Conversely, buying through an advisory professional or organization is known as an “advisor-sold 529 plan.” If you take this route, you’ll pay the company or individual a higher fee to take care of the administrative aspects of the account, including the management of its assets.

529 Plans by State

States often back a unique 529 education savings plan to encourage people to save for their children’s post-secondary academic costs. You’re free to create an account in any state. This is even the case if you don’t live there. Even so, it’s important to note that some states offer special advantages, such as tax benefits, to in-state participants of savings programs.

Below is a table that lists each state’s sponsored savings plan:

StateSponsored Plan
AlaskaAlaska 529
ArkansasBrighter Future 529
CaliforniaScholarShare 529
ConnecticutConnecticut Higher Education Trust (CHET)
District of ColumbiaDC College Savings Plan
FloridaFlorida 529 Savings Plan
IdahoIdeal (Idaho College Savings Program)
IllinoisBright Start
IndianaCollegeChoice 529
IowaCollege Savings Iowa 529
KansasLearningQuest 529 Education Savings Program
KentuckyKY Saves 529
LouisianaLouisiana’s Student Tuition Assistance & Revenue Trust (START)
MaineNextGen 529
MarylandMaryland 529
MassachusettsMassachusetts 529 College Savings Plan
MichiganMichigan Education Savings Program (MESP)
MinnesotaMinnesota 529 College Savings Plan (MNSAVES)
MississippiCollege Savings Mississippi
MontanaAchieve Montana
NebraskaNEST 529 Advisor Plan
NevadaNevada College Savings Plans Program
New HampshireUNIQUE College Investing Plan
New JerseyNJBest
New MexicoThe Education Plan
New YorkNew York’s 529 College Savings Program
North CarolinaCollege Foundation of North Carolina (CFNC)
North DakotaCollege SAVE
OhioOhio’s 529 College Advantage
OklahomaOklahoma 529
OregonOregon College Savings Plan
PennsylvaniaPA 529
Rhode IslandCollegeBound Saver
South CarolinaFuture Scholar
South DakotaCollegeAccess 529
TennesseeTNStars College Savings
TexasTexas College Savings Plan
WashingtonDreamAhead College Investment Plan
West VirginiaSMART529

Pros and Cons

529s are valuable because of their tax advantages and overall flexibility, especially regarding who can pay into them and be a beneficiary. But they also have their downsides, including fees and a restricted set of investment choices. If you’re on the fence, consider meeting with a financial advisor to see if one of these plans is right for you.

To get a quick picture of 529 plans, here is a list of their pros and cons:


  • Tax benefits. 529 accounts are tax-deferred and can bypass taxes if the withdrawals go towards qualified tuition and related expenses, such as living arrangements, mandatory fees, and computers.
  • Investing. Account owners can choose investments and grow money for beneficiaries.
  • Compound interest growth. These accounts have compound interest, which leads to additional growth.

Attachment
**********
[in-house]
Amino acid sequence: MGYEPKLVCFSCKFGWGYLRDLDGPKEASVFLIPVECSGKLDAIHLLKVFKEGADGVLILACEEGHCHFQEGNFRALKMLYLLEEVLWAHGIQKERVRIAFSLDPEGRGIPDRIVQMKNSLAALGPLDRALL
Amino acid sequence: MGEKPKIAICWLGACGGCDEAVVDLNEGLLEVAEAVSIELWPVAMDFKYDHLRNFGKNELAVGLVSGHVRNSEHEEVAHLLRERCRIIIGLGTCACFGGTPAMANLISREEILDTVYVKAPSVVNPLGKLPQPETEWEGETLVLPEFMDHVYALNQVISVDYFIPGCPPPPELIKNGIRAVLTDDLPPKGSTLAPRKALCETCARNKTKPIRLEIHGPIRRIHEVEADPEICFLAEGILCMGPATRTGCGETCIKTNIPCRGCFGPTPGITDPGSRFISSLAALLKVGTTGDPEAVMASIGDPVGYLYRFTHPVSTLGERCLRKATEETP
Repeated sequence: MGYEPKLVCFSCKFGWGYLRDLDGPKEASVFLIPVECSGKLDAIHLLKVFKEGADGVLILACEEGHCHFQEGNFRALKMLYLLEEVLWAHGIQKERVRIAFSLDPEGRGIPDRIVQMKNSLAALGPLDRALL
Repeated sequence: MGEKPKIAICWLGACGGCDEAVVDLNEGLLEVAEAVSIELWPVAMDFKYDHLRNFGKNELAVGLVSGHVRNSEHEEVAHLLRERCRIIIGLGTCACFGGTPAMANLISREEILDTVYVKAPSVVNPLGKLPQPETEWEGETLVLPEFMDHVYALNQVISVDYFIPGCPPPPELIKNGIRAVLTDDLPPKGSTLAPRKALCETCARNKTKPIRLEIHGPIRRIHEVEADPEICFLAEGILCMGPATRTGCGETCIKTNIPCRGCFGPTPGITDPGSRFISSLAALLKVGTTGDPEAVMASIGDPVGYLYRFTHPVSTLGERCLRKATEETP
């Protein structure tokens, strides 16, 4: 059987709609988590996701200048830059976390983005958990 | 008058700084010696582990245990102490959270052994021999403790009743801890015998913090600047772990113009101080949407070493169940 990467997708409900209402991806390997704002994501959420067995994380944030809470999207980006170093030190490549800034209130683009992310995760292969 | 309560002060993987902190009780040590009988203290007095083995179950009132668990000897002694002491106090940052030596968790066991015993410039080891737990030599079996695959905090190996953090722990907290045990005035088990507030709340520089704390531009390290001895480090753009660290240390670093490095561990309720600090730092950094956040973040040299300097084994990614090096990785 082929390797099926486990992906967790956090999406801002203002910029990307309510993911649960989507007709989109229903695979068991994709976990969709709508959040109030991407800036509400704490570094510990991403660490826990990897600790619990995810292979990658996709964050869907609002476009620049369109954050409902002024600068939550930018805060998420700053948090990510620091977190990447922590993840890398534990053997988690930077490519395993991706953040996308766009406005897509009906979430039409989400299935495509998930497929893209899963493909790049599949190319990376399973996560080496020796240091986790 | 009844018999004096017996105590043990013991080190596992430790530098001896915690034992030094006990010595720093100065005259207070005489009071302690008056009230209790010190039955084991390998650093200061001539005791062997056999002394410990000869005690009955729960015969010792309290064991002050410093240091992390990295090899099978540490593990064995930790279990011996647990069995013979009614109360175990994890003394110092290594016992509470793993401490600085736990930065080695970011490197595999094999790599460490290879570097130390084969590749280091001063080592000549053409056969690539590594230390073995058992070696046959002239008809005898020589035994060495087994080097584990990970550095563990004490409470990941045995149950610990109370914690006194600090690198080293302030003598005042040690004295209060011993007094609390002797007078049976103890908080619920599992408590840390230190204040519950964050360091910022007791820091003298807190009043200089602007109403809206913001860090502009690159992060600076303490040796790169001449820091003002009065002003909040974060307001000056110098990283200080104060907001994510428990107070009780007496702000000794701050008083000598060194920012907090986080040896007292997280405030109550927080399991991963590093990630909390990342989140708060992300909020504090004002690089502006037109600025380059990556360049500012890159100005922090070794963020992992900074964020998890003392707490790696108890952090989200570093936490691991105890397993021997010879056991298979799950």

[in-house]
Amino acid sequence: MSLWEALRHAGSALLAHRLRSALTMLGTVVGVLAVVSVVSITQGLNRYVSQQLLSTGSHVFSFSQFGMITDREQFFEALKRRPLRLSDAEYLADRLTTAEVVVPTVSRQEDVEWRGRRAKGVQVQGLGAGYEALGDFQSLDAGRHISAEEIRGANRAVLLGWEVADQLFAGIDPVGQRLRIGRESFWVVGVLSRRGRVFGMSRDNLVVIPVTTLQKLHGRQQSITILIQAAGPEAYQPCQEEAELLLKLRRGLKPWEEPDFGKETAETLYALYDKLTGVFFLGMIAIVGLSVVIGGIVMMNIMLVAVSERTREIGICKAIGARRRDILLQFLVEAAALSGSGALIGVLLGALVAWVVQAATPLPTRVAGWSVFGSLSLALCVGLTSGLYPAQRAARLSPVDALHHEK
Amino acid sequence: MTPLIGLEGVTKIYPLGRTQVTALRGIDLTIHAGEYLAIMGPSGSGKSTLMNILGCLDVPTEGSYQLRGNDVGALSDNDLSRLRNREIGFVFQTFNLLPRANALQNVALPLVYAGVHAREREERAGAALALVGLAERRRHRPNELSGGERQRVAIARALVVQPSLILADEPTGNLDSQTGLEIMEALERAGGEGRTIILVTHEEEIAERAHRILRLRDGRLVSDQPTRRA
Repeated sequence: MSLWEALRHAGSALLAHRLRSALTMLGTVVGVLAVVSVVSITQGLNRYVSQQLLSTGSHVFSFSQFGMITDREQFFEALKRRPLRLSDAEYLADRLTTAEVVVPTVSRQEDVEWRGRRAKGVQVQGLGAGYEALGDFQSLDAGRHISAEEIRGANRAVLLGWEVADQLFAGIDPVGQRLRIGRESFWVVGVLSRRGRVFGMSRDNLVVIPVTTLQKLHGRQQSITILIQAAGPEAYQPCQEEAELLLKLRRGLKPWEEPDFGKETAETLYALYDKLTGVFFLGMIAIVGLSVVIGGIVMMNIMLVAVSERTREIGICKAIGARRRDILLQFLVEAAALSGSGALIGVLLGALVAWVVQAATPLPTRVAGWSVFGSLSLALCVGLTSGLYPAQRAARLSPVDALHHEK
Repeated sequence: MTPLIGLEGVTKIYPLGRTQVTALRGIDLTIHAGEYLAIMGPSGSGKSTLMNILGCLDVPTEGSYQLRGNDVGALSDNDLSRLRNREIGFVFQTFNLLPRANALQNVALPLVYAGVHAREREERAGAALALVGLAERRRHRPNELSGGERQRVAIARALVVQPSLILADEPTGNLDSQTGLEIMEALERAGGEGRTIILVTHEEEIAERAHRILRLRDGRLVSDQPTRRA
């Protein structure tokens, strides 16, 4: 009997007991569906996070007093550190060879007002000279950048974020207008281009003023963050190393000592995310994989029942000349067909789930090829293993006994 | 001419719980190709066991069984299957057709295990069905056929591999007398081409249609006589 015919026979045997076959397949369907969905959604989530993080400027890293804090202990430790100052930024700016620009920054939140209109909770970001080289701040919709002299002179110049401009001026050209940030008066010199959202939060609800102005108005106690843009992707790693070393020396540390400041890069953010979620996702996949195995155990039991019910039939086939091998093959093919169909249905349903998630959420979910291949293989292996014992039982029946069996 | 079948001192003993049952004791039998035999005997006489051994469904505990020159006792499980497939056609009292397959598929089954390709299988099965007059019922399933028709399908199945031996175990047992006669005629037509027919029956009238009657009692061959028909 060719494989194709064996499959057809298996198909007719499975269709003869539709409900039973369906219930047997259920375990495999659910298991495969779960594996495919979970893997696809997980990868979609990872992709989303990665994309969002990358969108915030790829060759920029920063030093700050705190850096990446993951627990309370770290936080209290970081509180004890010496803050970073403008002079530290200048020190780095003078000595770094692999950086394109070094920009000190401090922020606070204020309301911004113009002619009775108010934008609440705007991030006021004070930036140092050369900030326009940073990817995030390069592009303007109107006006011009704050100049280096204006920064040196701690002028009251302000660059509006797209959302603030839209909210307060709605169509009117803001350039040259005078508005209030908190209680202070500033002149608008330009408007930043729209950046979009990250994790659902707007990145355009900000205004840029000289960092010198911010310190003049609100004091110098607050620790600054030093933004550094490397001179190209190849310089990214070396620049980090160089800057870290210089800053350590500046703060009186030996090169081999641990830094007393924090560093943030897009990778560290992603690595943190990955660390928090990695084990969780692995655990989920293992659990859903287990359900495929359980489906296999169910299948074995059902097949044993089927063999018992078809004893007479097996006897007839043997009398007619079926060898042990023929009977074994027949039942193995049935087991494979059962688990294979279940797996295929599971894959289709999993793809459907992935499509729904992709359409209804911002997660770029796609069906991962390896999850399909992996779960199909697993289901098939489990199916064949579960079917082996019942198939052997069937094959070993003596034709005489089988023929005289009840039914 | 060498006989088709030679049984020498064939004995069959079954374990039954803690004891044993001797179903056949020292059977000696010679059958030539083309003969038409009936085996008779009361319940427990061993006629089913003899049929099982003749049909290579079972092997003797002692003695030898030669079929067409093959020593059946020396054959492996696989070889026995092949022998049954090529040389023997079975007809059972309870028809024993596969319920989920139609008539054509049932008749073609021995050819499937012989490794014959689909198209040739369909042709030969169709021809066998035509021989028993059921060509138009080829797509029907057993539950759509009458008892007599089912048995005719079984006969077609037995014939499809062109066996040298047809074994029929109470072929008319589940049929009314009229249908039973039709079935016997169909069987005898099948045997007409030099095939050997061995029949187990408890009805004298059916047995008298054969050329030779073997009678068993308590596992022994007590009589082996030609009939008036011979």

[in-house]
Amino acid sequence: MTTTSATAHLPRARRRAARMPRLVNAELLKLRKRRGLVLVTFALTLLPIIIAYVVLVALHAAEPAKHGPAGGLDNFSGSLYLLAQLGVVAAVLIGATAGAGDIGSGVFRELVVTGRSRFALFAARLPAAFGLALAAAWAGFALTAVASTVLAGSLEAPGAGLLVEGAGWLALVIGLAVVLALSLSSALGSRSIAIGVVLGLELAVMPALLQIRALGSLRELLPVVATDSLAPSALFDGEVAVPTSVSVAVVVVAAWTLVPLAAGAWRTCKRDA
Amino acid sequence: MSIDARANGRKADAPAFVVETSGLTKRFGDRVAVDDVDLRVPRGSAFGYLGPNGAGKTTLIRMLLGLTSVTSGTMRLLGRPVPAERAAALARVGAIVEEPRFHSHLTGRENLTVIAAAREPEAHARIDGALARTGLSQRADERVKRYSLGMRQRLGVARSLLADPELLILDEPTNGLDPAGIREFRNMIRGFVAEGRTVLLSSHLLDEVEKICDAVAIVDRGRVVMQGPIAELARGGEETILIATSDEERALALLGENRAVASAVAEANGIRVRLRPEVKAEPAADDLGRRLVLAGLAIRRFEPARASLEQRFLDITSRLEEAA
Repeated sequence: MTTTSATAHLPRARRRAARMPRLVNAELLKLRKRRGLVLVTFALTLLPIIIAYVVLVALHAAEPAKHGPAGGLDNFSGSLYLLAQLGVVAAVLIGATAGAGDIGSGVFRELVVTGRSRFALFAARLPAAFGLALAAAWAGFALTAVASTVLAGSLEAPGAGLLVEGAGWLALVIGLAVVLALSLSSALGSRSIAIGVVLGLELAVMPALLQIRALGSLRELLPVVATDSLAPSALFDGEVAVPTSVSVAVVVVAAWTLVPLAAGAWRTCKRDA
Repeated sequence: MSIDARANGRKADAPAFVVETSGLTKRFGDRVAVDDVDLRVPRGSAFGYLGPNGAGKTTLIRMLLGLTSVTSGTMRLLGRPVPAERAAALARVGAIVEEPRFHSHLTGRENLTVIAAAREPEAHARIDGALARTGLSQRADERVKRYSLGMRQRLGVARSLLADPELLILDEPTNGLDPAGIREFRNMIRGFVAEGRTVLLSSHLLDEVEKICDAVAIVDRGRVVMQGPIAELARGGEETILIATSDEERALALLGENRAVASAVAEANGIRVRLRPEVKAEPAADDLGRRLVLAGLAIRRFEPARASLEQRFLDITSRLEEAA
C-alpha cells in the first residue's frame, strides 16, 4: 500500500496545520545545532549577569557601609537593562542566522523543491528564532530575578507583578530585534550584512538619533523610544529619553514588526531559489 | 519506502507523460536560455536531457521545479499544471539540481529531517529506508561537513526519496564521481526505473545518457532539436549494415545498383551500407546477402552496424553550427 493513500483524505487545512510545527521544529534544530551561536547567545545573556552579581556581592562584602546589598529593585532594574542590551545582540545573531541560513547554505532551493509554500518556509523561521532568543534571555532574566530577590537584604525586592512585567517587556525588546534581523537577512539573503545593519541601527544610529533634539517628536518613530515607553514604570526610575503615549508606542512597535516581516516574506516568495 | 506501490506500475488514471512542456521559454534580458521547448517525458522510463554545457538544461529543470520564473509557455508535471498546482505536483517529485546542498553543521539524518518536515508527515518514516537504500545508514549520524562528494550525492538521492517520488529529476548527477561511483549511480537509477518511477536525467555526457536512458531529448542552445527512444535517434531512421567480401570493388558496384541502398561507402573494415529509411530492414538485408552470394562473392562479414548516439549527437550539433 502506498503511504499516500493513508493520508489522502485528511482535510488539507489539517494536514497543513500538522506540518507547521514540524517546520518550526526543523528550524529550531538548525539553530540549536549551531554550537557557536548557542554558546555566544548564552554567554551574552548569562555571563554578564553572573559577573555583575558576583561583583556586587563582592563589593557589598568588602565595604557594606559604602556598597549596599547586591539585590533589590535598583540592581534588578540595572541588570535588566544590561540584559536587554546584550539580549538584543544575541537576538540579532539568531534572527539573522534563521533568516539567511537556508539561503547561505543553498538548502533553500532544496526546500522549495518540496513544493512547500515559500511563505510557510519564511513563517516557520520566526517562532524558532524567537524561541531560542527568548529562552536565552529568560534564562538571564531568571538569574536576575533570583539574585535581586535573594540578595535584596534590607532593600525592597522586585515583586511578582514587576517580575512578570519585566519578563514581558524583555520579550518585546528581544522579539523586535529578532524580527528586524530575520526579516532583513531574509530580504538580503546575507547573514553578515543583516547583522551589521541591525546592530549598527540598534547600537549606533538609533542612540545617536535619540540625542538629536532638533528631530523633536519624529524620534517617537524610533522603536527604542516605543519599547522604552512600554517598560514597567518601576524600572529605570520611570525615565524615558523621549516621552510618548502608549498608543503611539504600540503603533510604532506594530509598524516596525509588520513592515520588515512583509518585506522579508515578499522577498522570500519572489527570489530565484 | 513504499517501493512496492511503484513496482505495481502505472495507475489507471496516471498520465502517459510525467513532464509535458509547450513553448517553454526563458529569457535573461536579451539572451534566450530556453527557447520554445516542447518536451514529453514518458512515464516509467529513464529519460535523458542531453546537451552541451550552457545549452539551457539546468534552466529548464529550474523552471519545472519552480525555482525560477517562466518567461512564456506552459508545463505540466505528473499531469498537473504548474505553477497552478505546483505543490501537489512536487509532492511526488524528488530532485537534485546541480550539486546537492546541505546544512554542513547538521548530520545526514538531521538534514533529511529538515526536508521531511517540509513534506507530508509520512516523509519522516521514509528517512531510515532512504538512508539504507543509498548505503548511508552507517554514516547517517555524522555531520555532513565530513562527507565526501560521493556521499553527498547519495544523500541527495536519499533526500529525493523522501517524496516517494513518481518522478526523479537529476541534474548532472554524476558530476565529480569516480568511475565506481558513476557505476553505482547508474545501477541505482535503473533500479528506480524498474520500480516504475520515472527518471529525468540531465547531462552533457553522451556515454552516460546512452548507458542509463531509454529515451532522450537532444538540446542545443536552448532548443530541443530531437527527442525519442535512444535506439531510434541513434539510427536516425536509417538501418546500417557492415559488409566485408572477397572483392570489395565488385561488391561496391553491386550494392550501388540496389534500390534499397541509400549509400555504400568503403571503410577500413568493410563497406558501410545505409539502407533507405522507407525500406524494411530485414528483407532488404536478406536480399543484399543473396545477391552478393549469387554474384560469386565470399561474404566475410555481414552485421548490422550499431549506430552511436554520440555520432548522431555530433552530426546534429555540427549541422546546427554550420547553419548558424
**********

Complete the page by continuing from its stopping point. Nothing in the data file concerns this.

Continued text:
• Flexible contributions. Anybody (not just the account owner) can contribute money if they want to.
  • Beneficiary flexibility. You can easily add or remove beneficiaries. This is helpful if one of your children, for instance, chooses not to attend college.


  • Limited investments. While these plans often include securities such as mutual funds and ETFs, you may not have the same breadth of options you would have with a brokerage account or Roth IRA.
  • Fees. These can depend on your plan; however, you may face enrollment costs and operational fees. If you invest within the account, there’s also a good chance of paying expense ratio fees.
  • Unqualified expenses incur penalties. Withdrawals for anything other than qualified expenses incur a 10% tax penalty.
  • Investment risk. Investments always have a certain level of risk. If the ones in your account suffer losses, the fund could lose some of its value.

Frequently Asked Questions

What if my child doesn’t go to college?

If you have money saved in a 529 but one or more of your kids doesn’t attend a higher education program, you have some options. You can designate alternative beneficiaries, including other young family members or other children. Another strategy is withdrawing the money from the account. But keep in mind that this will incur a 10% penalty.

Who can contribute to a 529 account?

Anyone who wants to support someone’s education can contribute. The most common party to contribute (and be the account owner) would be a child’s parents, but this can also include:

  • Grandparents
  • Aunts
  • Uncles
  • Cousins
  • Siblings
  • Friends

Do 529 plans affect financial aid?

They can impact financial aid in a small capacity, but only if parents own the account. This is because 529s if owned by a parent with a child as a beneficiary, are classified as parental assets. When a student completes a Free Application for Federal Student Aid (FAFSA), only 5.64% of the funds belonging to their parents, including those within the plan, count toward the amount they’re likely to put toward college expenses for a school year.

If someone else owns the account, such as a grandparent, it doesn’t count as a parental asset. Therefore, it won’t have any bearing on government financial aid.

What don’t 529 plans cover?

Not all academic expenses fall within the qualified costs a 529 can cover without penalty. Here are some common ones:

  • Student loans
  • Transportation (i.e., gas, car depreciation, auto insurance, etc.)
  • Campus parking fees
  • Application costs
  • Club and activities (i.e., fraternities, sororities, sports, etc.)
  • Health insurance